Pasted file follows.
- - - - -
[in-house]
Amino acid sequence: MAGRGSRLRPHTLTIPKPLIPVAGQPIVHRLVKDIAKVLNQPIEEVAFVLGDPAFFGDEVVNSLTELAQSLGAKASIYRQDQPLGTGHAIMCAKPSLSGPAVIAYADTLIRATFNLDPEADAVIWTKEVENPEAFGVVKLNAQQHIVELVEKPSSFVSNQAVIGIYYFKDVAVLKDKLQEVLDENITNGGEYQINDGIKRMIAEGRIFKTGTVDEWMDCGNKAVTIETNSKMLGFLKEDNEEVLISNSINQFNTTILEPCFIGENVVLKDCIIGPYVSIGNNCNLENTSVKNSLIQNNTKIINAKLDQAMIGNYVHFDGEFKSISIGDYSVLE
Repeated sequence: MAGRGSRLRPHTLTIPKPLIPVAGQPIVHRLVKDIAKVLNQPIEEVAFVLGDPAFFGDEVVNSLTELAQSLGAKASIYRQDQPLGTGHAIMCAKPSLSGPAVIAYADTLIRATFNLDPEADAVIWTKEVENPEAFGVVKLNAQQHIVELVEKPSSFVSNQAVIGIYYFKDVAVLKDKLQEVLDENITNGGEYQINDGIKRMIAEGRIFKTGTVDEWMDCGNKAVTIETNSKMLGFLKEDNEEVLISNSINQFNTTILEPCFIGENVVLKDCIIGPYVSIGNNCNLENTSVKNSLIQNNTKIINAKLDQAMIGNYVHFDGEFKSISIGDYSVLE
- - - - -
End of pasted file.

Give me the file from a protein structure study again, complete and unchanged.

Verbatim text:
[in-house]
Amino acid sequence: MAGRGSRLRPHTLTIPKPLIPVAGQPIVHRLVKDIAKVLNQPIEEVAFVLGDPAFFGDEVVNSLTELAQSLGAKASIYRQDQPLGTGHAIMCAKPSLSGPAVIAYADTLIRATFNLDPEADAVIWTKEVENPEAFGVVKLNAQQHIVELVEKPSSFVSNQAVIGIYYFKDVAVLKDKLQEVLDENITNGGEYQINDGIKRMIAEGRIFKTGTVDEWMDCGNKAVTIETNSKMLGFLKEDNEEVLISNSINQFNTTILEPCFIGENVVLKDCIIGPYVSIGNNCNLENTSVKNSLIQNNTKIINAKLDQAMIGNYVHFDGEFKSISIGDYSVLE
Repeated sequence: MAGRGSRLRPHTLTIPKPLIPVAGQPIVHRLVKDIAKVLNQPIEEVAFVLGDPAFFGDEVVNSLTELAQSLGAKASIYRQDQPLGTGHAIMCAKPSLSGPAVIAYADTLIRATFNLDPEADAVIWTKEVENPEAFGVVKLNAQQHIVELVEKPSSFVSNQAVIGIYYFKDVAVLKDKLQEVLDENITNGGEYQINDGIKRMIAEGRIFKTGTVDEWMDCGNKAVTIETNSKMLGFLKEDNEEVLISNSINQFNTTILEPCFIGENVVLKDCIIGPYVSIGNNCNLENTSVKNSLIQNNTKIINAKLDQAMIGNYVHFDGEFKSISIGDYSVLE